Picasso’s Bull and the MacBook Air


For a lesson in abstraction, check out Picasso’s lithograph series ‘the Bull.’ These eleven prints depict the entire progression from the busy detail of realism to the elegant bareness of abstraction. ‘The Bull’ has served as inspiration to the design team at Apple, whose team is required to study the series to learn the power of simplicity. 


‘To arrive at abstraction, it is always necessary to begin with concrete reality … You must always start with something. Afterward, you can remove all traces of reality. There’s no danger then, anyway, because the idea of the object will have left an indelible mark.’ 

Pablo Picasso


Look at the second and third bulls after starting from a realistic figure, Picasso exaggerates the animal’s features and actually adds detail and complexity. This may seem to run counter to the end goal of minimalism, but he’s looking for what makes a bull a bull. That way he knows what details he must keep. The second and third drawings show us the bull of myth.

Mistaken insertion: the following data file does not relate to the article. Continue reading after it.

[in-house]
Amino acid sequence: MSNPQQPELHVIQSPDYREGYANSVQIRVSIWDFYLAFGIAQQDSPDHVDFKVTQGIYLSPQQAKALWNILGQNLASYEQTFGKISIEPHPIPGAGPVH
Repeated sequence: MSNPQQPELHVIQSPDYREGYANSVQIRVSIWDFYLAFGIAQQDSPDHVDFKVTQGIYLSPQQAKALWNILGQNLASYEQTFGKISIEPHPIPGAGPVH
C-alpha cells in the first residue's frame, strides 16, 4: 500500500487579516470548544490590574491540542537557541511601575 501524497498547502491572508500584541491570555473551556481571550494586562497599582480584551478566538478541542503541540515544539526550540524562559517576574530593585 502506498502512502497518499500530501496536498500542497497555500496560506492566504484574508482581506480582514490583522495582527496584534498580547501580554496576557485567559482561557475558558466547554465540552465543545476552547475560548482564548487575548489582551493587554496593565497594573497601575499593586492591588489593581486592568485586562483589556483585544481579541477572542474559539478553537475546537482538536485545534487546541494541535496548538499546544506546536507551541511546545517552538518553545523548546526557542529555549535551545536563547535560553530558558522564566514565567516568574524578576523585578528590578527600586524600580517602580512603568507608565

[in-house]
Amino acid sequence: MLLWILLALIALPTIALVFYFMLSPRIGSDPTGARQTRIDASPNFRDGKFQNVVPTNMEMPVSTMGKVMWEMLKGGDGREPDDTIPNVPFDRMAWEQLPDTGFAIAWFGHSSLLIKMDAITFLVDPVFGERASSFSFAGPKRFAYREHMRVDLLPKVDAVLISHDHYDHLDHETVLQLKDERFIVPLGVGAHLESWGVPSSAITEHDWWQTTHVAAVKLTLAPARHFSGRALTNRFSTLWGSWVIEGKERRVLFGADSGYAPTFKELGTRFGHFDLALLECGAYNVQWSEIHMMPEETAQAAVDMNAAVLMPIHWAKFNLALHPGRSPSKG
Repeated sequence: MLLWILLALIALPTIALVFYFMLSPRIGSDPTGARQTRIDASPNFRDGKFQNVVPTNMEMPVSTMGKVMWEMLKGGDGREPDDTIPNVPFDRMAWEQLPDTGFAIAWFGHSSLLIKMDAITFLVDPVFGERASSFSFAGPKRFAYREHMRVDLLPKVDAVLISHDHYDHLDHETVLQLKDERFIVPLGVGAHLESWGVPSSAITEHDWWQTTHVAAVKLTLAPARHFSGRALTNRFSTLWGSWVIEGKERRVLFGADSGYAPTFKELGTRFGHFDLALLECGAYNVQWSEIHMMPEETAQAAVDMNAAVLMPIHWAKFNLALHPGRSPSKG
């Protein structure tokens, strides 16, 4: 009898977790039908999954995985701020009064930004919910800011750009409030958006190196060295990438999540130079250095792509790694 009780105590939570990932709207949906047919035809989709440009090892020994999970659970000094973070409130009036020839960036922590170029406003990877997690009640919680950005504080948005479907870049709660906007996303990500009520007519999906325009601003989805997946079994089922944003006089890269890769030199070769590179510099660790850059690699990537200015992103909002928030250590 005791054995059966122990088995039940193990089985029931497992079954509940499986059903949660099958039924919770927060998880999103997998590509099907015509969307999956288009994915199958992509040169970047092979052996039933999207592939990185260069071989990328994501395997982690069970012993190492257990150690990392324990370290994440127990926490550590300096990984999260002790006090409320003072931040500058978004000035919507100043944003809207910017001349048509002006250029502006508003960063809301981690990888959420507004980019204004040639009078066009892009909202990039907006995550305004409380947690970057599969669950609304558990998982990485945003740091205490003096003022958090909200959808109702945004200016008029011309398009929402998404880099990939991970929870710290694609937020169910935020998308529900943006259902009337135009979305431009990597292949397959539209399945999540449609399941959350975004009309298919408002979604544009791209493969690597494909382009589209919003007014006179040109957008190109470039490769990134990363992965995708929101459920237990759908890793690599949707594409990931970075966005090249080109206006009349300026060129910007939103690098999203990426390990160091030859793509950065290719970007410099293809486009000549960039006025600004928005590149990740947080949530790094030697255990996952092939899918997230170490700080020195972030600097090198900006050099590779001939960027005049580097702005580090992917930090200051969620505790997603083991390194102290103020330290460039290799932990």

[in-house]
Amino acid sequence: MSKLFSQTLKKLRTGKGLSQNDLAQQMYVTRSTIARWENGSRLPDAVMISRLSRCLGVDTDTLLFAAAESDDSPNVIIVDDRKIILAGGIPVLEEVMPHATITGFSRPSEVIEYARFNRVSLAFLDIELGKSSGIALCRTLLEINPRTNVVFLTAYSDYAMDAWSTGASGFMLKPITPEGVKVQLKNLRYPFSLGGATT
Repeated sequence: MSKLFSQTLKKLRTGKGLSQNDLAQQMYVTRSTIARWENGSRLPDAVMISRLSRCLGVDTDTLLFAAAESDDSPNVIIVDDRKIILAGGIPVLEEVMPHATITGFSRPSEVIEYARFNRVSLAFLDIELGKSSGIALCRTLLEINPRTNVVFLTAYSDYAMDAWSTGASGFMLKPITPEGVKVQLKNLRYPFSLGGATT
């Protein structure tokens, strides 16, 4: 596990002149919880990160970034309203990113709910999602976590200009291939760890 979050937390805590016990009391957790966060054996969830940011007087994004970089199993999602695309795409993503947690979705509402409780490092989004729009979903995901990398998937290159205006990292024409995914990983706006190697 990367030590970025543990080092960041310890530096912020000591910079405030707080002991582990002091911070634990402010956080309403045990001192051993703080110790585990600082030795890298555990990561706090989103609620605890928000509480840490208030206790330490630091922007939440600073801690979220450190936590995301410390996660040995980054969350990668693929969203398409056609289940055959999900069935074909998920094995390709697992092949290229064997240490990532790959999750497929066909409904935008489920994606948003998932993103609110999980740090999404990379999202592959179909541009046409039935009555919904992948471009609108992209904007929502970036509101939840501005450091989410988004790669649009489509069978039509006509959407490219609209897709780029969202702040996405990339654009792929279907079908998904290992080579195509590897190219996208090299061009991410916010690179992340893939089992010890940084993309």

Writers often fall into the trap of trying to start with minimalism. They pen tight first drafts with nice clean sentences and minimal descriptions only to find that they don’t have much to work with when it’s time to cut. ’The Bull’ contains another lesson, the value of the all-inclusive rough draft.

‘A picture used to be a sum of additions. In my case, a picture is a sum of destructions.’

–Pablo Picasso


Once you have depicted the ‘idea of the object,’ you can start to cut away everything that isn’t that idea. By the time Picasso arrives at his final bull, we still know what we’re looking at. The series shows us the choices he makes to get to the simplest figure that still is obviously a bull.

This is the principal driving Apple’s pursuit of a sleeker monitor and simpler mouse.

Once the screenwriter Paddy Chayefsky found the theme to the screenplay he was working on, he would write it on a strip of paper taped to his typewriter so that nothing that didn’t serve that theme would come out of the machine.


The meta-lesson of ‘The Bull’ is that abstraction is hard.

A too-easy criticism of modern art is, ‘that looks like something my kid could draw.’ But the final bull in this series isn’t just a stick figure that looks like a bull, it’s the end product of an exhaustive study of what a bull is and what it isn’t followed by deliberate choices to give us something that wouldn’t work if anything was added to it or taken away.

Anyone can (over) write reams of purple prose. Anyone can chop their sentences to bits like a bad Hemingway impression. Getting it just right is hard.   

Abraham Lincoln once closed a letter saying ‘I’m sorry I didn’t have time to write you a shorter letter.’